At Sunday’s El Capitan preem for “No Country for Old Men,” one guest called the Coen brothers pic “blood poetry”; another said it was “Javier Bardem as the Terminator”; and Curtis Hanson described it as “grim and violent but grounded in humanity.”
In fact, the Cannes fave was called just about everything but “the feel good movie of the year” as the aud gathered at the Hollywood Roosevelt after-party.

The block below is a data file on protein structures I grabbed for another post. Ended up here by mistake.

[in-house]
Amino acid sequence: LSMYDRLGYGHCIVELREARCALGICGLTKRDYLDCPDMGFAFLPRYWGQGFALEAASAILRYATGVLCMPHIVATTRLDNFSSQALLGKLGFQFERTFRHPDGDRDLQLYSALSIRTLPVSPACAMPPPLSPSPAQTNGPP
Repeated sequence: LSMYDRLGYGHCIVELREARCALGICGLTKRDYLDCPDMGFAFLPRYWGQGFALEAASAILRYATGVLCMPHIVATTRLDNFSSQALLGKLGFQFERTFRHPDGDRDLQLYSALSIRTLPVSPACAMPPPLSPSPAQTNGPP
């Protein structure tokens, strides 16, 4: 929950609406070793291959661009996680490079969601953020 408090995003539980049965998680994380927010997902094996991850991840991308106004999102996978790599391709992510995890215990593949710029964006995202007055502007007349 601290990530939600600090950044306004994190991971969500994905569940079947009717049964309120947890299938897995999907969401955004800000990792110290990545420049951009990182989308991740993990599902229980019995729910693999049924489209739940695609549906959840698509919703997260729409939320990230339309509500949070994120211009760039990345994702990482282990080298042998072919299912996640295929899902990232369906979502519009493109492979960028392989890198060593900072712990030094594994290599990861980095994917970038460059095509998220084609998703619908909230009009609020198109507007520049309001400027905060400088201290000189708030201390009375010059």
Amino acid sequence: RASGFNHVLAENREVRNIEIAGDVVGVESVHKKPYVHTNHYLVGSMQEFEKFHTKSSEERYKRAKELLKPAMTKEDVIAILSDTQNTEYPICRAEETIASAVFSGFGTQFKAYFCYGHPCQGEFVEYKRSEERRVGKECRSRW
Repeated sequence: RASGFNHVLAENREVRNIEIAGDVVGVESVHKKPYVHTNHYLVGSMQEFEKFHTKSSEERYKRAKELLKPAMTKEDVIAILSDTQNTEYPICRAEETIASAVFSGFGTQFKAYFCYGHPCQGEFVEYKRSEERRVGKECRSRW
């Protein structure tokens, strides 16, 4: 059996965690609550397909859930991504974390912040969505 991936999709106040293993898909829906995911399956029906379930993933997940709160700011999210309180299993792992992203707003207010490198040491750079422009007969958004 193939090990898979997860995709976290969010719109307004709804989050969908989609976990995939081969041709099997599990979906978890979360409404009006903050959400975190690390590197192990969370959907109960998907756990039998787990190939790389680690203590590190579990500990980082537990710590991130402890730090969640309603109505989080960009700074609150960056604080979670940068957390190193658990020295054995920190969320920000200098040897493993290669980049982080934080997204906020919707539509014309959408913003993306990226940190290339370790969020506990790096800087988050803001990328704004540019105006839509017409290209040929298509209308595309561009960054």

Joel Coen might have been using understatement when he said “at a certain level it’s a chase film that goes to places most chase films don’t go. If you’re not uptight about how chase movies usually end, you’ll be all right with this.”
“The film works on so many different levels,” said Miramax topper Daniel Battsek. “It’s a dissertation on good and evil, and it’s about the essence of the American Southwest,” he added.
“It’s about fate,” said pic’s Josh Brolin. “And that’s not a light subject.”